In sports, a player who is not spectacular but always gets his job done is sometimes called a “grinder.” The grinder can be counted on to do the right thing.
In reading about Joseph in Matthew 1 this morning, the term “grinder” is what came to mind. Joseph could be counted on to do the right thing.
First, when he found out that Mary was pregnant, rather than make a spectacle of her to clear his name, he looked to get the matter resolved privately. (Matthew 1:19)
Second, when the angel explained what really happened, Joseph did what the angel told him to do. He followed through and took Mary as his wife. (Matthew 1:24)
One aspect of small town living is that people know what is happening in their neighbors’ lives. It would have been no different for Joseph and Mary.
If Joseph knew that Mary was pregnant, it would not have been long before the rest of the town would have figured it out. Mary was pregnant before their marriage had been finalized. This was a scandal that would have tongues working overtime sharing the sordid details of what must have happened. Rumors of what had happened would have worked their way through the entire community.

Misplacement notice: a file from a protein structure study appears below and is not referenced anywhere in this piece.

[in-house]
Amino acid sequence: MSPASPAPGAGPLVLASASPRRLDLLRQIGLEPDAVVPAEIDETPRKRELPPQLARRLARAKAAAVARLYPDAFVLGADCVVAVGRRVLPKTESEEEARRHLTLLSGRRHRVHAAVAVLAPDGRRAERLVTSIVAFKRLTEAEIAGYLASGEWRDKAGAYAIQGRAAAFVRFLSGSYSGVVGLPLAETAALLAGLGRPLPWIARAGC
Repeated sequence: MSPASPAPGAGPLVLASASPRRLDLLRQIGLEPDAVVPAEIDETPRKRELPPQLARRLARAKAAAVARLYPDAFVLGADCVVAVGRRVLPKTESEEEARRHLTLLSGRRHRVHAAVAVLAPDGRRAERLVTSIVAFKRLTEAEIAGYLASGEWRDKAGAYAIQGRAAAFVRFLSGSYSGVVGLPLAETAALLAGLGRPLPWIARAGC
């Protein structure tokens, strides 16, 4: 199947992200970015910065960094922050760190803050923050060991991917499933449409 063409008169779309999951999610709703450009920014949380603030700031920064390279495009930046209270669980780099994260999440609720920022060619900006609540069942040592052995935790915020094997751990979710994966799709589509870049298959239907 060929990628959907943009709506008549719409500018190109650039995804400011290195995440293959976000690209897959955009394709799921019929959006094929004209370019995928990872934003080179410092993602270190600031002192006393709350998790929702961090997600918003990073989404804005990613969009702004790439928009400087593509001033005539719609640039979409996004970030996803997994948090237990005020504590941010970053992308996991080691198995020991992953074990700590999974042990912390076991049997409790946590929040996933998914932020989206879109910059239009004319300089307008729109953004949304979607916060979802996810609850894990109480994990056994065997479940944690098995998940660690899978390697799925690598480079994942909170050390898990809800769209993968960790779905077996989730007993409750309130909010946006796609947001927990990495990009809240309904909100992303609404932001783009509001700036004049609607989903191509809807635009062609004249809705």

When Joseph decided to do the right thing and marry Mary, he was taking on a lifetime of people whispering behind his back about the timing of Jesus’ birth. Therefore, Joseph became Mary’s husband and Jesus’ father at some personal cost. He willingly bore the stigma of the timing of events surrounding his marriage and Jesus’ birth. The birth would continually have had the stigma of illegitimacy attached to it.
To readers in 2015, this may seem like less of a big deal than it really was. Our culture has a flexible view of marriage and what is permissible before marriage. So we need to work a little to understand how scandalous this really was.
My big takeaway this morning is that Joseph did the right thing in the right way even when no-one else knew or acknowledged that it was the right thing. Joseph was a grinder, getting the job done even when it is not glamorous.
Paul tells us that we are all called to “work out our salvation with fear and trembling” (Phil. 2:12). This means that we are called to do the right thing even when it may cost us something or if it goes against the grain of our culture.
As I consider Joseph this morning, I am encouraged by his example. Are you? Please take a moment and share your thoughts below.